The collection holds three of these long handscrolls dated to 869 CE, which are dedicated to the parents of the Buddhist devotee who commissioned them. The scrolls came from the oasis of Dunhuang, a religious centre in northwest China along the major trade and pilgrim route linking China to South Asia and the West, known commonly as the Silk Route. Dunhuang is famed for the Mogao caves, a honeycomb of man-made caves in the cliff face, some cavernous and others mere niches. The caves contained hundreds of Buddhist statues and countless murals painted with Buddhist themes. The works here range in date from the fourth to the fourteenth centuries. Apart from religious imagery, the caves were a repository for thousands of manuscripts, both religious and secular in nature, and it is likely that these scrolls were among those discovered in a “library” of sorts in the caves. The British archaeologist Aurel Stein (1862-1943) was the first European to discover the library’s contents and acquired a large quantity of manuscripts, paintings, embroideries and other artefacts, which are mostly housed in the British Museum and the British Library in London.

Although lions are not native to China, they are often depicted in Chinese iconography as a pair of stone guards placed as sentry to protect the entrances of temples, palaces and tombs. Smaller versions can be found made of porcelain or cloisonné (the latter was used for this pair in the exhibition) and they would be placed at the entrance of the home or on an altar table. They are often associated with Buddhism (fo), hence they are referred to as fo lions.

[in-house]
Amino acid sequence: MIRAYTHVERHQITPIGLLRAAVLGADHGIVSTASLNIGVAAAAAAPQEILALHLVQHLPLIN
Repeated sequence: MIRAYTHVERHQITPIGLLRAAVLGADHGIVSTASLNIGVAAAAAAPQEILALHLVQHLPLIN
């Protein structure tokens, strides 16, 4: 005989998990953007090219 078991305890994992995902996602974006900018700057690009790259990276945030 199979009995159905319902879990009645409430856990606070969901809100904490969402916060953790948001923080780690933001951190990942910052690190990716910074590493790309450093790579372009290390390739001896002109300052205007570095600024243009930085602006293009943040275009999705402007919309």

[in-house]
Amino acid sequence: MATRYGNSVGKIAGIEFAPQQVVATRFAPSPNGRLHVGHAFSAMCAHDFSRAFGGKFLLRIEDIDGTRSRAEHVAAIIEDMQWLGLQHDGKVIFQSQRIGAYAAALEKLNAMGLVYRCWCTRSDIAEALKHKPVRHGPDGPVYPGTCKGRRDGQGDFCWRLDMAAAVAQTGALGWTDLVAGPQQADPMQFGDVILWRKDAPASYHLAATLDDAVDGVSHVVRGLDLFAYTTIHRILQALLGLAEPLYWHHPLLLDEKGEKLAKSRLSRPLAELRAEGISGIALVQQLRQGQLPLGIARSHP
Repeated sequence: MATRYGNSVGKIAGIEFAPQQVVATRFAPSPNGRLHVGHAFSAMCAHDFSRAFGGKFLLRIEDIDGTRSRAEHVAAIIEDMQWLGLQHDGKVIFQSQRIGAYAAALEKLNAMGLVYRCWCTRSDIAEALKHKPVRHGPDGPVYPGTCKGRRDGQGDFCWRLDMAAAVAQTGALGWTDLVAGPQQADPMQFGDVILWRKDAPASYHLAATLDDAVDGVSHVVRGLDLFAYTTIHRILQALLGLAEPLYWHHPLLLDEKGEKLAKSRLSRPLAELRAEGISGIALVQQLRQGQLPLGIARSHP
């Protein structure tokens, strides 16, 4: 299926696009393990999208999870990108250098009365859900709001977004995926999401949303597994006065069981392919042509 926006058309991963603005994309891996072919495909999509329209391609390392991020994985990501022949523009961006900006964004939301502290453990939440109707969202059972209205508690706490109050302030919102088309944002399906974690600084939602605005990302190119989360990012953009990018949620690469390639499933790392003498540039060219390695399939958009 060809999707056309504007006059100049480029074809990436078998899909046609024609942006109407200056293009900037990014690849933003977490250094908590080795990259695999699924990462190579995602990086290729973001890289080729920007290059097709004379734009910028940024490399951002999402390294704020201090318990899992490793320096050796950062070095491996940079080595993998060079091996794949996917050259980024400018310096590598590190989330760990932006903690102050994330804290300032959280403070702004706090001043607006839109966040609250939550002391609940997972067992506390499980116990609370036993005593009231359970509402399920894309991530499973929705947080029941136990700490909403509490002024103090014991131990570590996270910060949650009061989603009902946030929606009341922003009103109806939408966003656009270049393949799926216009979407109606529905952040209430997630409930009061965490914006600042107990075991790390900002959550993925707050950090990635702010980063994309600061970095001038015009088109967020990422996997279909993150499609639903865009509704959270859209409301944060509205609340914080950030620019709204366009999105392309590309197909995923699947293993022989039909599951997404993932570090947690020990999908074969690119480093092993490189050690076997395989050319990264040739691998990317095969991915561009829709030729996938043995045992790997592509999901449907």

This pair of cloisonné lions is among the finest types from this era and is especially well modeled with fearsome features, sharp fangs and thick curly manes. One plays with a brocade ball in its right front paw, while the other holds down a cub. Each lion surmounts an elaborate rectangular plinth richly decorated with scrolling lotuses (another Buddhist symbol).

This intricately embroidered formal robe was the type worn by nobles and officials of the Manchu Qing dynasty (1644-1911), and was commonly known as the “dragon robe” from the design of the five imperial dragons positioned at the chest, on the shoulders and on the skirt. The background of the robe represents a celestial map, with turbulent waves crashing onto rocks symbolic of earth and sea at the bottom, and wispy ruyi clouds representing the heavens towards the top.